INTERVIEW: DaBaby details his comedic rap style and attitude, talks Ludacris comparisons and fellow "baby" colleagues.
DaBaby's comedic rap style doesn't hearken back to any one person. But I hardly knew that at the start of our exchange. DaBaby's appeal in the Gullah states tricked me into believing he was something he is not. When in fact, the new Interscope signee is actually somewhat of an unprecedented workhorse in his native Charlotte, North Carolina.
Off the top, the first thing that strikes me about DaBaby after speaking to him is his self-discipline. Appearances can be deceiving, even the image we've all seen of him strapped in a diaper, dating back to an SXSW showing in the year 2017. It's a gag he will gladly speak about to this day, though I reckon the remnants are totally insignificant. DaBaby and I took time to chop it up during a maniacal promotional run in New York. The weeklong festivities landed him in the Breakfast Club hot seat, their concerns differing from ours rather substantially.
Of interest to us is the lore behind his big label debut Baby on Baby, released only a week ago under the SCMG venture he signed with Interscope. Not only is he ready and willing to upstage the other "babies" in the game, but he wants to do it at an all-time level. Let me preface this by saying: the toddler motif is something he likens to the "Slim Shady" persona exhibited by Eminem, and as per my suggestion, the version of Ludacris we all know and love.
DaBaby is ready to be crowned the new king of comedy in hip-hop, and if you've seen the antics he displayed in the "Suge" music video, you'd be hard-pressed to disagree. But on a more profound level, the sparkling debutant is actually something of a visionary. The Carolinas are now his for the taking.
DaBaby at the HNHH office, March 7 2019
HNHH: How you doing man?
DaBaby: Devin what's going on, what's going on?
I'm doing well, how about yourself?
Great, great, great.
First off, congratulations on the new record.
Appreciate it. Which one are we talking about?
The whole LP.
Oh yeah, Baby on Baby. Appreciate you.
For sure, for sure, it's a real solid record. Where do I begin? It doesn’t take a total genius to figure out the comedic role you’re playing. You used poop as a prop in the "Suge" music video. You wore muscle padding too. There’s no point in naming all the gags, just listing them off doesn’t really do you justice. All in all, your comedic act really elicits memories of Ludacris popping steroids in the "Get Back" video, or the rap persona he popularized, plain and simple. Does the Luda comparison ring true for you?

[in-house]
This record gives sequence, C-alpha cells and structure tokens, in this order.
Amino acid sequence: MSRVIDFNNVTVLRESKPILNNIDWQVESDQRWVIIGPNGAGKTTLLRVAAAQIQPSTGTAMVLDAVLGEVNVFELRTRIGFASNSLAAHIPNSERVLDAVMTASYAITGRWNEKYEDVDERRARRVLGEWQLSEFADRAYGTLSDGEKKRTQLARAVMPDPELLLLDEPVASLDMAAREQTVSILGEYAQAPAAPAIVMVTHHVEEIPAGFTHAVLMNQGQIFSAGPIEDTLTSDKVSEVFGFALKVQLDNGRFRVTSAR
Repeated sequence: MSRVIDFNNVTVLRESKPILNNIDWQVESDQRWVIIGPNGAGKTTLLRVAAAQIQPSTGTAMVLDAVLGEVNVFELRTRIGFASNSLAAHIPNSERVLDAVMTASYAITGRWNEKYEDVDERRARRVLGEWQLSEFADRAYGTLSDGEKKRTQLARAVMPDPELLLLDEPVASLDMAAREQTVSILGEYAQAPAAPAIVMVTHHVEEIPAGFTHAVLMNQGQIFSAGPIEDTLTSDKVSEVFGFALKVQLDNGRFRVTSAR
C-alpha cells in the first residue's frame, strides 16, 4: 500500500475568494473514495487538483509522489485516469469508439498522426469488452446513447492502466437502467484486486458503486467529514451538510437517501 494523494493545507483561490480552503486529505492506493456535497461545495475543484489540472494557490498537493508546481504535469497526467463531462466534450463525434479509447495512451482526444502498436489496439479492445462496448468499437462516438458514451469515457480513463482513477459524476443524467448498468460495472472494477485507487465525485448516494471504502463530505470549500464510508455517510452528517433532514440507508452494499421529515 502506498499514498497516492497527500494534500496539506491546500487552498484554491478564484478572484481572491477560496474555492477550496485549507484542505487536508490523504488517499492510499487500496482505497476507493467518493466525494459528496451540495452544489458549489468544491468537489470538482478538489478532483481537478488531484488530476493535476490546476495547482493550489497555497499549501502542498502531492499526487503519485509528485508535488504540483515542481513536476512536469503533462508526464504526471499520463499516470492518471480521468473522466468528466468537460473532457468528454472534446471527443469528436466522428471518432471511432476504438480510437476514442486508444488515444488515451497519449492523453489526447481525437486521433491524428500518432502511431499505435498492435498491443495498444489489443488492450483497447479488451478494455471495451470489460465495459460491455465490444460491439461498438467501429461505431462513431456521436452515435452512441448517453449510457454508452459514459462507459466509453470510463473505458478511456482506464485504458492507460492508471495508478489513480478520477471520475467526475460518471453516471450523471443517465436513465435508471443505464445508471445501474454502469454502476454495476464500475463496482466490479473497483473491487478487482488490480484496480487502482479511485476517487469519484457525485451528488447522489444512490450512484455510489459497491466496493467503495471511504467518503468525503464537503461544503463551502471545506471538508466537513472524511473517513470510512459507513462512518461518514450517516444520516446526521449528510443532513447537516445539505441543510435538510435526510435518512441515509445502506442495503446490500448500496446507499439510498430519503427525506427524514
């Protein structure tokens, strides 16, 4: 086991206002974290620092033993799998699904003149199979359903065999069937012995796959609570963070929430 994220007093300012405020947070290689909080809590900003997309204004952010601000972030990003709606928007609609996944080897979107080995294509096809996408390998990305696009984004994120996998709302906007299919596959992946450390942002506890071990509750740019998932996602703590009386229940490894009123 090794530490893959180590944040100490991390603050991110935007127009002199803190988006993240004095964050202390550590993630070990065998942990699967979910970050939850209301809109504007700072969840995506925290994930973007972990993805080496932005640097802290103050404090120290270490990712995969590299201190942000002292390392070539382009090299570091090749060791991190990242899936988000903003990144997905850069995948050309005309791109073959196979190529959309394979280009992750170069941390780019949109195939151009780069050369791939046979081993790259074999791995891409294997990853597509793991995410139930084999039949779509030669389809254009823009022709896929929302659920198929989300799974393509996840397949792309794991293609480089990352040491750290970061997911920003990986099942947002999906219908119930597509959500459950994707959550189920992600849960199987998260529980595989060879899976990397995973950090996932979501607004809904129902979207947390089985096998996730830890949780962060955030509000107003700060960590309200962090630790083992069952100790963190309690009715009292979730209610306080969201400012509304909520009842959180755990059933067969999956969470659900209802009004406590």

Yeah, just for people to say 'you do videos like Ludacris' or Busta Rhymes for that matter, is crazy. I do realize those were the folks doing the important video work when I was a child. Everybody watched music videos back then. It was a big deal. I remember the crazy videos Eminem put out, even Lil Wayne to an extent, but that was later on. Nelly too. You hear what I’m saying?
As you mention Nelly, does "Batter Up" video come to mind?
Yeah videos like that. That's what a lot of people are saying I’m bringing back to the game.
Missy Elliott with that bubble coat!
Plus, you're from North Carolina, it must mean something to you.
That brings up the question, are you hoping to break rapper stereotypes through your video exploits, or perhaps cut through all the mean mugging in rap?
I really just do me. I'm not afraid to be creative and push the envelope when it comes to creating a vision for my music. I'm not doing [comedy] so much to break stereotypes, it just happens naturally. Every rapper doesn't need to be a tough guy in the video, with guns, staring into the camera like they're going to scare somebody. It doesn't need to go down like that anymore. I'm making it okay to have fun with your content.
I see a parallel with Migos here, in the way they shoot their videos in costume, yeah? But more specifically, does this inclination towards comedy come from a darker place too?
Yeah, it's a day to day thing. People need to laugh. I know personally, I find humor in any situation, good or bad. Once you make a joke about [hardship] you feel a whole lot better. Laughter is good for the soul, so I try to have fun with whatever I do and things I do for others. It'll all come around.
I think you're right.
Music makes you feel a certain way, especially when you’re watching videos. I'd like that feeling to be a good feeling, Know what I mean?
I do. It seems to be working thus far. When I look at your contemporaries, someone like Ski Mask The Slump God comes to mind. His comedic style is totally anchored by short ending puns, whereas yours has a whole lot more poise to it. To my previous point, would you say a fair number of your contemporaries are guilty of taking themselves too seriously, maybe even from the commercial side of things?